Summer Teacher Training

circlegroupSummer break for teachers can be a time to try something new, to challenge themselves musically, and to grow their teaching skills.  Many music teachers are inspired to take  an Orff Schulwerk course.  There are three “Levels” of courses, each of which introduces new materials.  When I took these summer courses years ago, it was a life changing moment.  I rediscovered the spark that had connected me to teaching music in the first place; I found a way to nurture creativity in both myself and in my students; and I found a community of like-minded teachers who became my friends and colleagues over the years.

This summer I taught Level I courses in the Denver area and in Los Angeles.  One student in the LA course posted a reflection on her blog.  With her permission I am re-posting it here.  For anyone who is curious about what the Orff Schulwerk Levels training is all about, this is recommended reading.

~ Liz

Click HERE for the article.


Life is precious and mysterious.  Everything passes.  Only light, love and beauty endure.  In this holiday season I had the thought to share this video by Louie Schwartzberg.  I’ve watched it numerous times, and it always brings me back to a place of gratitude.  Happy Holidays to one and all.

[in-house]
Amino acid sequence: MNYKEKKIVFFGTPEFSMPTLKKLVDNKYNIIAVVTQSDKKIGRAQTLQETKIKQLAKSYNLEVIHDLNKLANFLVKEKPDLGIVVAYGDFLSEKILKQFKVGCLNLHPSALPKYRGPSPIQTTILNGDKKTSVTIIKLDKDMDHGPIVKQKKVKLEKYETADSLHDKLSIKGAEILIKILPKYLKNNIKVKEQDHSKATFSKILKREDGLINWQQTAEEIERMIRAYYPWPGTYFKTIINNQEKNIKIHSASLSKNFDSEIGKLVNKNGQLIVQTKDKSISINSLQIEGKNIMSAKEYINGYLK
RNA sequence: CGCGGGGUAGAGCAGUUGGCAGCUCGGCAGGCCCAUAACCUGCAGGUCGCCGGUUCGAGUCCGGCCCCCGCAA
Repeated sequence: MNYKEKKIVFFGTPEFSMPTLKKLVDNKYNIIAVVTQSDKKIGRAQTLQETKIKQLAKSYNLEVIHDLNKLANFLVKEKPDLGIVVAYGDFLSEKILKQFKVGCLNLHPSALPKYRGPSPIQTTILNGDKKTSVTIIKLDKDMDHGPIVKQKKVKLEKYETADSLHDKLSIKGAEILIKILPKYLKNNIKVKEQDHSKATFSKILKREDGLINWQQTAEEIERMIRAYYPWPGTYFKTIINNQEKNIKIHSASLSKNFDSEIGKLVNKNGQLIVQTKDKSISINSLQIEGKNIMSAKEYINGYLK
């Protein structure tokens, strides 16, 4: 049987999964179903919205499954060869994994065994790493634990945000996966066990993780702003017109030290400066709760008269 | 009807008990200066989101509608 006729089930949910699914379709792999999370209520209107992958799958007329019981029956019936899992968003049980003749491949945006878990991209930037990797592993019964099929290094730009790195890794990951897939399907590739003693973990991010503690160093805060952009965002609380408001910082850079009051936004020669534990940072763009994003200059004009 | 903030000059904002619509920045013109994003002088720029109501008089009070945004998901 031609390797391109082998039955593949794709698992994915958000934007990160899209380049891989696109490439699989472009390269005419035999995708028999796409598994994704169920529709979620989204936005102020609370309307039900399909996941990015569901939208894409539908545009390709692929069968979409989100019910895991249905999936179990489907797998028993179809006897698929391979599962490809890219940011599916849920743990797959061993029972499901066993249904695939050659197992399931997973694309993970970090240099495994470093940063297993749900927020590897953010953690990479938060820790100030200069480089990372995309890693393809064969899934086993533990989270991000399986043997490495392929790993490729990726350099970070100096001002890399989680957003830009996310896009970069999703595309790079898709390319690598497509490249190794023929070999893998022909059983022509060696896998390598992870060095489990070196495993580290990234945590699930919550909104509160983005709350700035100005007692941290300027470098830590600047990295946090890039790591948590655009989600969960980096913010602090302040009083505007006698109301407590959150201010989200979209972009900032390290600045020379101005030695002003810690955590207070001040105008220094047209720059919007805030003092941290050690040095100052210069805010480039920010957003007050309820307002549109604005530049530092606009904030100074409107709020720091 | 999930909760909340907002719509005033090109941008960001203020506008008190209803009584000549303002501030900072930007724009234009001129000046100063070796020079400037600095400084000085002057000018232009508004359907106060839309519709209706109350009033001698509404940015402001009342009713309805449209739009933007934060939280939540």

Creativity & Health

“If I’m not creative, I get sick.”

I heard this provocative statement a few days ago at the American Orff-Schulwerk Association National Conference. Eleven hundred music teachers gathered this week in St. Louis for an intense schedule of workshops, concerts and evening folk dancing. These annual conferences are great opportunities to see teacher friends from far away and to grab some new ideas and inspiration for teaching.

Mary Alice and Peter Amidon are two of my favorite workshop presenters. They are former classroom teachers who these days devote themselves to community dance and song writing. They presented a song writing workshop at this years conference. I found that it was great fun to brainstorm rhyming verses and to write some simple melodies to nursery rhymes. I thoroughly enjoyed their workshop, but I was especially struck by the opening story that Peter told. He described how when he first started teaching he was doing a number of creative projects on the side. He noticed that when he was doing the side projects he was healthy and full of vitality. But when he was teaching in the classroom, he was often sick. He finally came to the realization that it was the creativity of the side projects that was making the difference. His personal experience was, that if he wasn’t being creative, he actually got sick.